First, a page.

By Jonny Long published
CCC have confirmed they will cease sponsoring Jim Ochowicz's WorldTour outfit at the end of the season, while Astana boss Alexandre Vinokourov says his team will cease to exist if there's no racing for the rest of the year.
These latest developments in the financial impact of the coronavirus pandemic on cycling echo the UCI's worries that not all teams will make it to the end of the season, highlighting five unspecified teams that are finding the economic landscape more difficult than others.
CCC's riders, including Olympic champion Greg Van Avermaet, have agreed with management that they will receive at least 50 per cent of their wages this year, according to Het Nieuwsblad, after the Polish shoe manufacturer's share price fell 90 per cent and they looked into immediately reducing or stopping their commitments to the cycling team in order to save their company.
CCC suspended their non-riding staff for the rest of the non-racing period in April, while riders' salaries were only half-paid in March and not at all in April.
The squad, who rode as BMC Racing up until the end of the 2018 season, will now look for a new headline sponsor for 2021, with CCC saying they could still possibly co-headline sponsor the team but that it's unlikely. Their bike sponsor, Giant, will continue to back the team but not as a title sponsor.
Another team fearing for their future is Astana, with team boss Alexandre Vinokourov saying that if no racing happens at all this year then his team will cease to exist.
"In Kazakhstan, it is very difficult, just like the rest of the world. The oil and the currencies make it complicated," he told Cyclism Actu.
"We have to get through this year. When there are no races, it will be difficult to start cycling again. Is my team at risk if there are no races this year? I think so, just like all other teams. The sponsors require visibility. I think that if there are no races this season, our team will disappear."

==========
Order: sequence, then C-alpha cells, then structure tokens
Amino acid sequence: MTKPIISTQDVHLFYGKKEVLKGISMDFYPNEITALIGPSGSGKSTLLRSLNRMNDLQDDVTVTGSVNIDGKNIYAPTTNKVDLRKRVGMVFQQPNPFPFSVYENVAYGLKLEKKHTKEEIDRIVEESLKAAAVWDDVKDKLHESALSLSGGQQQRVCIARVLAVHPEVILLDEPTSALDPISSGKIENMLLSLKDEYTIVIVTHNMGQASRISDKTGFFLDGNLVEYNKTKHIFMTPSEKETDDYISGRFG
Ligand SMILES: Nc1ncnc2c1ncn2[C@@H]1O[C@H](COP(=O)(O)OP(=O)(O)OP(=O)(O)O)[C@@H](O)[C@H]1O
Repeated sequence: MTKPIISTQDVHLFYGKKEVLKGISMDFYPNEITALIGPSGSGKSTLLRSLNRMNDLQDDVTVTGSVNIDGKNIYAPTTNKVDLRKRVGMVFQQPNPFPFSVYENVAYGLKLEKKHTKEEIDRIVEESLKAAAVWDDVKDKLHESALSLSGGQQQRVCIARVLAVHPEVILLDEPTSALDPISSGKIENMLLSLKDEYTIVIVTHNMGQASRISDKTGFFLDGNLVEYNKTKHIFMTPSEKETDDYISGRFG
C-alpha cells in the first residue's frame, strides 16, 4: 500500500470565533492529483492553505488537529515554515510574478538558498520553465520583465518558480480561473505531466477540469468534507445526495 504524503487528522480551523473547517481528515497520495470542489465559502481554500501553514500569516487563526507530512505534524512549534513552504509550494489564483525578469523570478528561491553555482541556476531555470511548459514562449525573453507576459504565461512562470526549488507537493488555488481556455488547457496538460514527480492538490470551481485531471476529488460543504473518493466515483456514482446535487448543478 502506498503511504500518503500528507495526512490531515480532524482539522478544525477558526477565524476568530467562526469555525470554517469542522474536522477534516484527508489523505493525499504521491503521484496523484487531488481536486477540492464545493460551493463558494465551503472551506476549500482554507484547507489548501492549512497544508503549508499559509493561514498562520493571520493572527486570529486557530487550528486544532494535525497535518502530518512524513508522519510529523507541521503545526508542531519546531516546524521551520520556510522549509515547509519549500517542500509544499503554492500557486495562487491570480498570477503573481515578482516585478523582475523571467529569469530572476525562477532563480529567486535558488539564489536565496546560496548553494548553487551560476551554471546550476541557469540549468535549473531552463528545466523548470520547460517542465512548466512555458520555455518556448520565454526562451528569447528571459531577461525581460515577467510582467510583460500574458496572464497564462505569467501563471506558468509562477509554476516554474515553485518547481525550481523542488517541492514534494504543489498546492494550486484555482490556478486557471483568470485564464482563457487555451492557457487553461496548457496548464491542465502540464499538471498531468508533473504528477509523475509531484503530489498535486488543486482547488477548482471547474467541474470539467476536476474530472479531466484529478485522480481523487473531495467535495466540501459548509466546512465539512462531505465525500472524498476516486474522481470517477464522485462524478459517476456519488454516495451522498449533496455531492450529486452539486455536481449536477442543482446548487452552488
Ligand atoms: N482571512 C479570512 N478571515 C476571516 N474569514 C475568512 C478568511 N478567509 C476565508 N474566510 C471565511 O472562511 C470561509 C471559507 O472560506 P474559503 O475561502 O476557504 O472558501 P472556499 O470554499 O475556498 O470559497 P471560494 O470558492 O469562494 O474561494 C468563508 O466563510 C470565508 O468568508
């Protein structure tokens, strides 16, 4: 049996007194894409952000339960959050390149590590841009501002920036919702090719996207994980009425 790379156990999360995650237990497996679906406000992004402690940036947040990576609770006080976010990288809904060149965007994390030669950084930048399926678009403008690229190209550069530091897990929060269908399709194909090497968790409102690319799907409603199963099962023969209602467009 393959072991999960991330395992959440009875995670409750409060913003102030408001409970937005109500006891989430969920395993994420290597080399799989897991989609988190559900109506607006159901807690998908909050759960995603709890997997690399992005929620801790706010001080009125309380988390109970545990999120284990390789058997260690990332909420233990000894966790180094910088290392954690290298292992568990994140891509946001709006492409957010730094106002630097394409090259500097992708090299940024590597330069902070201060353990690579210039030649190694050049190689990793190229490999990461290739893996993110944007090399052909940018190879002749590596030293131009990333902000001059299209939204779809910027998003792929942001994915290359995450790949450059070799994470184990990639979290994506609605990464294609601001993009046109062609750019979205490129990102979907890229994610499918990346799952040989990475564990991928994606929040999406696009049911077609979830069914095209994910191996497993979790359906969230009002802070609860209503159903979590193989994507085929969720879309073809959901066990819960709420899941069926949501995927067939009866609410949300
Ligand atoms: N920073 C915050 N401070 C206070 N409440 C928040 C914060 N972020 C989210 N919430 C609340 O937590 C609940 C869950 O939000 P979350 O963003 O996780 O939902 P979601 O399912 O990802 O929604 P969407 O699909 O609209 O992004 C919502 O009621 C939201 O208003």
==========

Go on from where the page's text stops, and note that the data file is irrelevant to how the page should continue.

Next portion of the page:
Vinokourov says the UCI have performed a "miracle" in putting together their revised racing calendar, fitting all three Grand Tours and the Classics into a 71-day period, and he believes it was a necessary decision in order to save the sport.
"In any case it's better than nothing. I think the UCI have performed a miracle," he continued. "We needed a calendar and there was a big job for the UCI president and the whole team around him. All major events like the Olympic Games or the Euros [football] were cancelled, and for our discipline, it's important to race this year to survive.
"So I think the UCI has done a good job with this calendar, which is of course really busy, but I understand all the organisers want to make their money. It's going to be weird having the Tour de France in September and the other races later, but for the fans it's good because they will be able to watch cycling on TV, because as I said all the other big events have been postponed."
Hi. I'm Cycling Weekly's Weekend Editor. I like writing offbeat features and eating too much bread when working out on the road at bike races.
Before joining Cycling Weekly I worked at The Tab and I've also written for Vice, Time Out, and worked freelance for The Telegraph (I know, but I needed the money at the time so let me live).
I also worked for ITV Cycling between 2011-2018 on their Tour de France and Vuelta a España coverage. Sometimes I'd be helping the producers make the programme and other times I'd be getting the lunches. Just in case you were wondering - Phil Liggett and Paul Sherwen had the same ham sandwich every day, it was great.